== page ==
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A Letter from AnnMarie Giglio, Community Voting Organizer

Last updated on Nov 02, 2022

CCA Community Voting Organizers in front of wall with "Make Act Vote" sign

Dear Fellow CCA Students, 

My name is Ann-Marie Giglio, and I am a graduate student at CCA. I became a poll worker because I wanted to serve and I wanted to know first-hand how the U.S. democratic process works. For me, voting by secret ballot is what makes us Americans. You enter the booth as a Democrat or Republican or something else—no one has the right to know—and you emerge as an American. I want to help all Americans vote!

This November 8th, even though we aren’t voting for a president, it’s an important election. We’re choosing our representative in Congress—a Congress that will make key decisions related to our national budget, our military, and our rights. Will it be a Congress that works with the President or against him? We get to vote on that.

Federal funds will be supplied or denied by Congress for things like transportation, health care, education. So, potholes and bridges will or will not be fixed, abortions will or will not be available, libraries will or will not be staffed, schools will or will not have updated heating and ventilation systems, teachers and police officers will or will not have jobs. That’s why deciding these national seats is important.  

Closer to home, in every election we also decide local matters, at both the state level and for our own city or town. In California, the state ballot propositions include arts funding, abortion rights, and in-state gambling, all waiting for YOUR vote.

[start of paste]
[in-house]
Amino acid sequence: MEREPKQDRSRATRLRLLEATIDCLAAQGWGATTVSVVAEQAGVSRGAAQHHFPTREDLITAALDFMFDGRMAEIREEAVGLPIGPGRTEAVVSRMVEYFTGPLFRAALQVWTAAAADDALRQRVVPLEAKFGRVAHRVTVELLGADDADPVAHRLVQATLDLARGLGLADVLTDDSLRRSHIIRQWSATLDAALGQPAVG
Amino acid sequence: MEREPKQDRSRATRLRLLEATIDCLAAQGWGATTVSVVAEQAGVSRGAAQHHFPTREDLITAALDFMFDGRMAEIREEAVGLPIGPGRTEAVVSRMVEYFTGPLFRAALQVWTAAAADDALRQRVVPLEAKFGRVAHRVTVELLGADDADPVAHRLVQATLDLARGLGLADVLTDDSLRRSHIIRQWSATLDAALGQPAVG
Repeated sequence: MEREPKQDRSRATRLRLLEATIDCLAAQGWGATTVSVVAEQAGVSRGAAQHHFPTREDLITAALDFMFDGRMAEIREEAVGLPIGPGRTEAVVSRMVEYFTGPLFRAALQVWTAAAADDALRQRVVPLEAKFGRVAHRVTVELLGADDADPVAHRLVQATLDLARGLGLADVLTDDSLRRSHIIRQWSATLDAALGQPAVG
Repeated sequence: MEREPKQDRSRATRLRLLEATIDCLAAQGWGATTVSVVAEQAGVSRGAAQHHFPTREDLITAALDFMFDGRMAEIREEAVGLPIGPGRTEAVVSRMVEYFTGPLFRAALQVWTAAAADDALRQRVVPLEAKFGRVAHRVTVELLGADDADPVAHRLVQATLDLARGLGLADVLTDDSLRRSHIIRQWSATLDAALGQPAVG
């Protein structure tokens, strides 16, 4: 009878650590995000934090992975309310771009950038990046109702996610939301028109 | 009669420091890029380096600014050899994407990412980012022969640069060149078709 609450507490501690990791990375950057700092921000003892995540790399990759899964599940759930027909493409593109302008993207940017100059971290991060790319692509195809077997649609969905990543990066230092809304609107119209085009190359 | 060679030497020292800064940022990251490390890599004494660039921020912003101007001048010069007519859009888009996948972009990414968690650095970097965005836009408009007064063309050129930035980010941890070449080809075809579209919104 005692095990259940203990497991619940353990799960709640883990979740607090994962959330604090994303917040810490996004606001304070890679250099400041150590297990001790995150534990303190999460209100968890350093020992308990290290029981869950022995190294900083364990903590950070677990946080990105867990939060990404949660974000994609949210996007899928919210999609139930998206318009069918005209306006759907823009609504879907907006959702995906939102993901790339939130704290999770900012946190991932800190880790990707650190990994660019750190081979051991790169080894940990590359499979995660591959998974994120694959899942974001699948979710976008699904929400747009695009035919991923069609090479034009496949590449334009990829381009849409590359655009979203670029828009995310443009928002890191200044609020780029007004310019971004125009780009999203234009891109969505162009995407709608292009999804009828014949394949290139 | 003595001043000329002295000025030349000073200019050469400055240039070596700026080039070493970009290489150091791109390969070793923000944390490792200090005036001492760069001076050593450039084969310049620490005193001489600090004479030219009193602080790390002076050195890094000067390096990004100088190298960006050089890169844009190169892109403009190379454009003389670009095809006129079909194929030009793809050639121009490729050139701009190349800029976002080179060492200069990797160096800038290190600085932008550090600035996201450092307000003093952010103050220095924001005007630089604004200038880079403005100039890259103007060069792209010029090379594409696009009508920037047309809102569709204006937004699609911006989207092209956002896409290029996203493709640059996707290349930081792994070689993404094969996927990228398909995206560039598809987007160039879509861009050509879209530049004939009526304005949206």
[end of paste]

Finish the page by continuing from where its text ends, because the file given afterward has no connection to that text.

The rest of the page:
And in San Francisco, our ballot includes questions about affordable housing, libraries, public school funding, deciding on the open or closed status of JFK Drive in Golden Gate Park, public parking and more. We get to vote on that.

Have you ever thought that your vote doesn’t matter because it’s only one? It mattered in 2017. 

The votes in one district for House representative in Virginia were so close, they needed to be recounted. Twice. The initial vote count had Republican David Yancey ahead by 13 votes. 13 votes out of 23,215 votes cast. After counting provisional ballots, Yancey’s lead was cut to 10 votes. Following a recount, Yancey trailed challenger Shelly Simonds by one vote. ONE. VOTE.

But it didn’t stop there. A panel appointed by the Virginia Supreme Court had to review the count, and found another ballot for Yancey making the race a tie. A TIE. Because they found ONE VOTE.

On January 4, 2018, the names of each candidate were placed inside a film canister, both canisters were placed in a bowl and one canister was drawn at random by State Board of Elections chairman James Alcorn. Not exactly rock, paper, scissors, but close.

This random draw gave David Yancey the seat, and gave Republicans control of the House 51–49. BY RANDOM DRAW. 

If ONE more person had cast a ballot, someone would have won the first time around. Had  Simonds won instead, the House would have been in a 50–50 split changing the power sharing arrangement between the two major parties. (BTW, when the two finally met in 2019, in a rematch in a redrawn district, Simonds won.)


See you at the polls, 

AnnMarie Giglio (MFA Writing)